314 F.Supp. 1217 (N.D.Tex. 1970), Civ. A. 3-3690, Roe v. Wade
|Docket Nº:||Civ. A. 3-3690|
|Citation:||314 F.Supp. 1217|
|Party Name:||Roe v. Wade|
|Case Date:||June 17, 1970|
|Court:||United States District Courts, 5th Circuit, Northern District of Texas|
[Copyrighted Material Omitted]
Linda N. Coffee, Dallas, Tex., Sarah Weddington, Austin, Tex., for plaintiffs.
Fred Bruner, Daugherty, Bruner, Lastelick & Anderson, Ray L. Merrill, Jr., Dallas, Tex., for intervenor.
John B. Tolle, Asst. Dist. Atty., Dallas, Tex., Jay Floyd, Asst. Atty. Gen., Austin, Tex., for defendant.
Before GOLDBERG, Circuit Judge, and HUGHES and TAYLOR, District judges.
Two similar cases are presently before the Court on motions for summary judgment pursuant to Rule 56 of the Federal Rules Of Civil Procedure. The defendant in both cases is Henry Wade, District Attorney of Dallas County, Texas. In one action plaintiffs are John and Mary Doe, and in the other Jane Roe and James Hubert Hallford, M.D., intervenor. 1
From their respective positions of married couple, single woman, and practicing physician, plaintiffs attack Articles 1191, 1192, 1193, 1194, and 1196 of the Texas Penal Code, 2 hereinafter referred to as the Texas Abortion Laws. Plaintiffs allege that the Texas Abortion Laws deprive married couples and single women of the right to choose whether to have children, a right secured by the Ninth Amendment.
Defendant challenges the standing of each of the plaintiffs to bring this action. However, it appears to the Court that Plaintiff Roe and plaintiff-intervenor Hallford occupy positions vis-a-vis the Texas Abortion Laws sufficient to differentiate them from the general public. Compare Pierce v. Society of Sisters, 268 U.S. 510, 45 S.Ct. 571, 69 L.Ed. 1070 (1925), and Griswold v. Connecticut, 381 U.S. 479, 85 S.Ct. 1678, 14 L.Ed.2d 510 (1965), 3 with Frothingham v. Mellon, 262 U.S. 447, 43 S.Ct. 597, 67 L.Ed. 1078 (1923). Plaintiff Roe filed her portion of the suit as a pregnant woman wishing to exercise the asserted constitutional right to choose whether to bear the child she was carrying. Intervenor Hallford alleged in his portion of the suit that, in the course of daily exercise of his duty as a physician and in order to give his patients access to what he asserts to be their constitutional right to choose whether to have children, he must act so as to render criminal liability for himself under the Texas Abortion Laws a likelihood. Dr. Hallford further alleges that Article 1196 of the Texas Abortion Laws is so vague as to deprive him of warning of what produces criminal liability in that portion of his medial practice and consultations portion of his medical practice and consultations involving abortions.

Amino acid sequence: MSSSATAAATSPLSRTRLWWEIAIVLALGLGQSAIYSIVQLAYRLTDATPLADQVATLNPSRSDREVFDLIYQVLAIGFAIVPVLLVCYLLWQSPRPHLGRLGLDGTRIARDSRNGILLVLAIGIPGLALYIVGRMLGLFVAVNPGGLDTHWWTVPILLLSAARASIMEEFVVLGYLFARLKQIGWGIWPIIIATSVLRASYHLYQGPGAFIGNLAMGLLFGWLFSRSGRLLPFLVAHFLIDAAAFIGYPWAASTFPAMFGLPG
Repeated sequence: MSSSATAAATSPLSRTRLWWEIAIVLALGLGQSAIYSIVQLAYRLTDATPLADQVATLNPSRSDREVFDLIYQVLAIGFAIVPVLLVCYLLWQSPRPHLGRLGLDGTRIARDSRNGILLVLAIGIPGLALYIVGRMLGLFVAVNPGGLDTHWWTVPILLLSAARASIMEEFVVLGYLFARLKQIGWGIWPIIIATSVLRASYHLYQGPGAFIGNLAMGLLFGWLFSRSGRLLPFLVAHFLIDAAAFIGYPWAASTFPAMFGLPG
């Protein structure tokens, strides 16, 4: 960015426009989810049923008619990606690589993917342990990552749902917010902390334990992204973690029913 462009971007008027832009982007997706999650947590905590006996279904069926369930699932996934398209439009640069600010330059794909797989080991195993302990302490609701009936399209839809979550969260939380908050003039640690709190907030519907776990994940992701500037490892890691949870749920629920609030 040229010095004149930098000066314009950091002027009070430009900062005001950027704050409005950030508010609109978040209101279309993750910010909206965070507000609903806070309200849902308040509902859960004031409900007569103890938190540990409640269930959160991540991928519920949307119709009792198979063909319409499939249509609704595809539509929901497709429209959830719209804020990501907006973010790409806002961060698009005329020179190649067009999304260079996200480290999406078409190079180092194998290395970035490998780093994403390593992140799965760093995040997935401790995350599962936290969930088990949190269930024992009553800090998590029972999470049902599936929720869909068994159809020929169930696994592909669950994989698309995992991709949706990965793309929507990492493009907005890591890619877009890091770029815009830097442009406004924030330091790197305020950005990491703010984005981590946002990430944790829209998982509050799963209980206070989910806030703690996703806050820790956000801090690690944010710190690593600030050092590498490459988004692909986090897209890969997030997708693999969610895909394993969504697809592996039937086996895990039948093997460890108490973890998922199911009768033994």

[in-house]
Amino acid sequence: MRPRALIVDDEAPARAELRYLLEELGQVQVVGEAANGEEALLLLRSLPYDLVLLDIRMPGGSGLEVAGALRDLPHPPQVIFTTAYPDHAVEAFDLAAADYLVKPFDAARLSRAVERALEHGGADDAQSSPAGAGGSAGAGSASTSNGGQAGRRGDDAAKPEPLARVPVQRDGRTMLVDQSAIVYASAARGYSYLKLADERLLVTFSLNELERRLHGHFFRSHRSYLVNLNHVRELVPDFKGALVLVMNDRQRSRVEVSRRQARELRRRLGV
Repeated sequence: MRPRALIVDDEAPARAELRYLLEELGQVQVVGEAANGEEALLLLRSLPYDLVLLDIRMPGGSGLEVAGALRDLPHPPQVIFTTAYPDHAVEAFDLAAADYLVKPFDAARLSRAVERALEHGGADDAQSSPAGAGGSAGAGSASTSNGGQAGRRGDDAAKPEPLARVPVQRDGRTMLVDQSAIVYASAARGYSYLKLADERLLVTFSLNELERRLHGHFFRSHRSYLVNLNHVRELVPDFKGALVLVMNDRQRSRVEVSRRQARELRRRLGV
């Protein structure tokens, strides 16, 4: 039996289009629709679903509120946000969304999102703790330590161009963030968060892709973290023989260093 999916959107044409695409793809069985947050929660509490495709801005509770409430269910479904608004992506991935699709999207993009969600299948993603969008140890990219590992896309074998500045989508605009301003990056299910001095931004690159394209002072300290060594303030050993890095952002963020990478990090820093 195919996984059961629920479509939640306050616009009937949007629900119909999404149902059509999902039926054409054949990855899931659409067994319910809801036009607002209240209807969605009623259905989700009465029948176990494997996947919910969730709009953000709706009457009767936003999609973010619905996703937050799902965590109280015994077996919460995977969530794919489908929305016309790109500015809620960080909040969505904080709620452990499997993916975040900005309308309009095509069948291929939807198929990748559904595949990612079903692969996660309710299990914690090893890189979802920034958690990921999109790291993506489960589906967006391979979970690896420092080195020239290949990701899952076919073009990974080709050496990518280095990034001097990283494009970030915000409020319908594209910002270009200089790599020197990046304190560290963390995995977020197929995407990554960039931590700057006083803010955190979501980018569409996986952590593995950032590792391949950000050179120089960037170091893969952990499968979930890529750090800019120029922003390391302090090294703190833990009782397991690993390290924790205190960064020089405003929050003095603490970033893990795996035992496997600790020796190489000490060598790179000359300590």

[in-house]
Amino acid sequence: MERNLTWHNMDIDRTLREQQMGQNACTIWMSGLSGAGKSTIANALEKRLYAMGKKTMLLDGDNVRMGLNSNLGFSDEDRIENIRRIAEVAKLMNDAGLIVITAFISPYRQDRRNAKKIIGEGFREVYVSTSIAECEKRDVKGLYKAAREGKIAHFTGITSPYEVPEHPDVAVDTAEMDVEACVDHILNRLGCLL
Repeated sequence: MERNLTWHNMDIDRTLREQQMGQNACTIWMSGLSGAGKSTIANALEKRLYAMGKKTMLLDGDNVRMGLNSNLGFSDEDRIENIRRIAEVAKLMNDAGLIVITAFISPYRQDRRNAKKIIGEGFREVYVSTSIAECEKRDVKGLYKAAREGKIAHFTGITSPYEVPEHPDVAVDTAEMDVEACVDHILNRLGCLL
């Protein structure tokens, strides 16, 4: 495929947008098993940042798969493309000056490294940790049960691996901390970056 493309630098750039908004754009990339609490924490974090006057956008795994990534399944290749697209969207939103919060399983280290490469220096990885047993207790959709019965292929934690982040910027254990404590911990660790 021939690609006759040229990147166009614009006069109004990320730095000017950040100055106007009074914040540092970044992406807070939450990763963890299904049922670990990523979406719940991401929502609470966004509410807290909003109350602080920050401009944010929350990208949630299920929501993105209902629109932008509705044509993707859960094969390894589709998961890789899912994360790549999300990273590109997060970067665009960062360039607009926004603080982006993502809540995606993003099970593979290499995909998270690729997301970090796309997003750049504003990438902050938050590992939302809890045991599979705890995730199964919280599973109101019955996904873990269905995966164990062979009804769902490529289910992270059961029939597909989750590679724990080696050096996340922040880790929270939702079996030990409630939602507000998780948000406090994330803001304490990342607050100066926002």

On the basis of plaintiffs' substantive contentions, 4 it appears that there then exists a 'nexus between the status asserted by the litigant(s) and the claim(s) (they present).' Flast v. Cohen, 392 U.S. 83, 102, 88 S.Ct. 1942, 20 L.Ed.2d 947 (1968).
Further, we are satisfied that there presently exists a degree of contentiousness between Roe and Hallford and the defendant to establish a 'case of actual controversy' as required by Title 28, United States Code, Section 2201. Golden v. Zwickler, 394 U.S. 103, 89 S.Ct. 956, 22 L.Ed.2d 113 (1969).
Each plaintiff seeks as relief, first, a judgment declaring the Texas Abortion Laws unconstitutional on their face and, second, an injunction against their enforcement. The nature of the relief requested suggests the order in which the issues presented should be passed upon. 5 Accordingly, we see the issues presented as follows:
I. Are plaintiffs entitled to a declaratory judgment that the Texas Abortion Laws are unconstitutional on their face?
II. Are plaintiffs entitled to an injunction against the enforcement of these laws?
Defendants have suggested that this Court should abstain from rendering a decision on plaintiff's request for a declaratory judgment. However, we are guided to an opposite conclusion by the authority of Zwickler v. Koota, 389 U.S. 241, 248-249, 88 S.Ct. 391, 19 L.Ed.2d 444 (1967);